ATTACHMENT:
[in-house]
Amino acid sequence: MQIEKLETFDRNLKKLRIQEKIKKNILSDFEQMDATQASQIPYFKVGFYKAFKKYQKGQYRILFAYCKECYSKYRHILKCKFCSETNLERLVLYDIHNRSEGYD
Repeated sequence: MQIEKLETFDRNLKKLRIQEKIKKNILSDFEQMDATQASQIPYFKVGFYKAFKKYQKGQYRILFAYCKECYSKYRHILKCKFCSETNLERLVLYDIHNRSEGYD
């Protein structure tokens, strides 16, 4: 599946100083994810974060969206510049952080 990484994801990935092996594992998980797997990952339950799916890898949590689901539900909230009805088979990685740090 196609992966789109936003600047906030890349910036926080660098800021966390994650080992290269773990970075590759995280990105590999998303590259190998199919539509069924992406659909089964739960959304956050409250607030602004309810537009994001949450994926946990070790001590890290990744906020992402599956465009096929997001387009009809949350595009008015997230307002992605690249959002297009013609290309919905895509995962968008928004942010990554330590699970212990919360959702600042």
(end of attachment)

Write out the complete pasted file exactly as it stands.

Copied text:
[in-house]
Amino acid sequence: MQIEKLETFDRNLKKLRIQEKIKKNILSDFEQMDATQASQIPYFKVGFYKAFKKYQKGQYRILFAYCKECYSKYRHILKCKFCSETNLERLVLYDIHNRSEGYD
Repeated sequence: MQIEKLETFDRNLKKLRIQEKIKKNILSDFEQMDATQASQIPYFKVGFYKAFKKYQKGQYRILFAYCKECYSKYRHILKCKFCSETNLERLVLYDIHNRSEGYD
């Protein structure tokens, strides 16, 4: 599946100083994810974060969206510049952080 990484994801990935092996594992998980797997990952339950799916890898949590689901539900909230009805088979990685740090 196609992966789109936003600047906030890349910036926080660098800021966390994650080992290269773990970075590759995280990105590999998303590259190998199919539509069924992406659909089964739960959304956050409250607030602004309810537009994001949450994926946990070790001590890290990744906020992402599956465009096929997001387009009809949350595009008015997230307002992605690249959002297009013609290309919905895509995962968008928004942010990554330590699970212990919360959702600042």